When master Inge Hansen Brekke joined Ostensjo Rederi's floatel Edda Fides in February 2020, little did he suspect he was about to become embroiled in the biggest global health crisis for a century.
The 54-year-old captain had first boarded the 600-person accommodation vessel (built 2011) in November 2019, after it had finished work in Malaysia.
While the shipowner sought new work, Brekke headed back to Karmoy in Norway before rejoining three months later.
Ostensjo then decided to bring the vessel back to Europe as it continued to chase a charter.
At Labuan in Malaysia, the hull was cleaned by divers, and the vessel and its crew of 17 prepared for departure.
In early March, the hotel ship weighed anchor and set course west and north.
"We weren’t in a hurry. We planned the voyage for optimal fuel consumption, using mostly just one engine and maintaining a speed of five knots until we rounded South Africa," Brekke said on an account published on the Ostensjo website.
The first leg took the crew to Singapore, where they had planned a changeover.
"It couldn’t be done. The corona pandemic had reached Singapore. But we loaded provisions and bunkered up before sailing to Port Dickson in the Strait of Malacca," Brekke reported.
There, authorities only allowed crew change for the ship's Norwegian seafarers.
"We arrived shortly before they closed down completely. We anchored up outside the harbour, and things went relatively smoothly," the captain said.
The Filipino crew members, however, had to stay on board all the way to Norway.
The vessel reached Mauritius four weeks later, where another crew change was planned, including that of Brekke.
Before arrival, however, they received indications that this might prove difficult. As they approached the island, their fears were confirmed. Mauritius was closed.
Provisions were secured, but the crew were now on high alert with regards to contagion from the virus.
"We wore full protective equipment and thoroughly disinfected every piece of provision brought on board, even placing it in quarantine. We accepted no risk," Brekke said.
The crew made the most of the journey and spirits were high.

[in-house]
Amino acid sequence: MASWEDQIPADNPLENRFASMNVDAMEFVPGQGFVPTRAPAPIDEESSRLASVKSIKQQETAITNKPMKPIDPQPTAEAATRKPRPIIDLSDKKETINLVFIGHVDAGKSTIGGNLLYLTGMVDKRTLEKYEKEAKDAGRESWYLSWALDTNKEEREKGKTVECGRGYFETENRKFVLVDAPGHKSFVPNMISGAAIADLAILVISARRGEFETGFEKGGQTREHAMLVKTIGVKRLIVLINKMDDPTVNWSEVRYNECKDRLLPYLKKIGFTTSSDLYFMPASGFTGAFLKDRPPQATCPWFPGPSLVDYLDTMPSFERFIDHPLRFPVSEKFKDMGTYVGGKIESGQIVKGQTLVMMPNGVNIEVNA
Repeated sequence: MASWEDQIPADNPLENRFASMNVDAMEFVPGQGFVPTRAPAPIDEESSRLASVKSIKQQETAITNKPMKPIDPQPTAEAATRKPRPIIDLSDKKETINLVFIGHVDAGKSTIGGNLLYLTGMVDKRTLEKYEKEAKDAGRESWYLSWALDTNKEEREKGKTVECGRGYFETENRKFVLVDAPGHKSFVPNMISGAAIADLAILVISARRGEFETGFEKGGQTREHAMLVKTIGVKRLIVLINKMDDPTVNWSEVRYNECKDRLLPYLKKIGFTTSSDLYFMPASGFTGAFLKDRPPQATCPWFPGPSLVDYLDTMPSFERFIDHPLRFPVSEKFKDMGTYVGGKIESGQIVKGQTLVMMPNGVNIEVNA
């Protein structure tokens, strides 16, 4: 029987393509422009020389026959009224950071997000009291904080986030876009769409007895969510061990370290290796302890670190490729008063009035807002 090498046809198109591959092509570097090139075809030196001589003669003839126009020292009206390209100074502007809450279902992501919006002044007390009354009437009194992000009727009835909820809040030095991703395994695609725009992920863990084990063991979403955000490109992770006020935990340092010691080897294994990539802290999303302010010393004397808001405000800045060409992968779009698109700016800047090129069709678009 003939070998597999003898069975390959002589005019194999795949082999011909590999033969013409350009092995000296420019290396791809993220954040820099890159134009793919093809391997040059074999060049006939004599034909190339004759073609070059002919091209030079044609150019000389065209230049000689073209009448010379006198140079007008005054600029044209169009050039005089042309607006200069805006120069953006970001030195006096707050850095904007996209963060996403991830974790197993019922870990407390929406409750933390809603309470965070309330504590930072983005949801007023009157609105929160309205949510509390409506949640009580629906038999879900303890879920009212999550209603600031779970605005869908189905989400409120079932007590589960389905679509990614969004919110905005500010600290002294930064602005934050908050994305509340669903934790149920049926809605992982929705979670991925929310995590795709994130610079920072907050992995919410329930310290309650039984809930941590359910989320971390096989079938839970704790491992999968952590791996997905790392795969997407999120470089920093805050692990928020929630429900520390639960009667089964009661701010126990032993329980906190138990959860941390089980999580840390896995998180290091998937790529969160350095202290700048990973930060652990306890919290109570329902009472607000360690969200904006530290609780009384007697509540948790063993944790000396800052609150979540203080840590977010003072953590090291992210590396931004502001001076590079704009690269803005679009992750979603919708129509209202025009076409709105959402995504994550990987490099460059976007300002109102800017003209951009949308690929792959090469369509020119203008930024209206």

"We arranged barbecues on the pool deck and were very social. Along the way, we arranged line-crossing ceremonies. Six of the crew members had never crossed the equator, and that occasion has to be celebrated," Brekke said.
"So naturally, King Neptune and his followers came aboard for the ceremony. The crew survived and had to walk the plank at the end, though thankfully, into the pool. It lifted our spirits. We also managed to complete a fair bit of maintenance on board."
The Edda Fiddes never made its next port of call, Durban in South Africa. The crew were told a stop would be impossible.
Cape Town was the next possibility. A container was waiting for the vessel, sent from Norway to Singapore, then Cape Town. The plan was to get it on board and change the crew again.
"On approach, however, we had to resign ourselves to the fact that it couldn’t be done. Not least because the airport was closed — no flights were coming in or going out," the master said.
"At the same time, the crew agreed that it was probably for the best not to go ashore here, given the corona situation."
Officers and company management decided the best thing to do was head for the Canary Islands.
"We knew then that it could prove difficult getting flights home. Because of the circumstances, we’d have to face a very circuitous route home, having to stay at hotels in several 'red' countries along the way. Naturally, we were overjoyed when a solution presented itself," Brekke said.
The crew had learned of another company changing its crew in the Canary Islands, having chartered a flight to Amsterdam. There was room on the flight for the Edda Fides team.
"We were very happy with this solution, and with the company for making it happen for us. So we flew to Amsterdam and then directly to Oslo," the master said.
On 19 May, the Edda Fides arrived at Las Palmas in the Canaries.
The change went smoothly for the Norwegians. The crew had been on board 12 weeks.
Captain Brekke went ashore, and replacement master Einar Linga took command as the ship continued northward.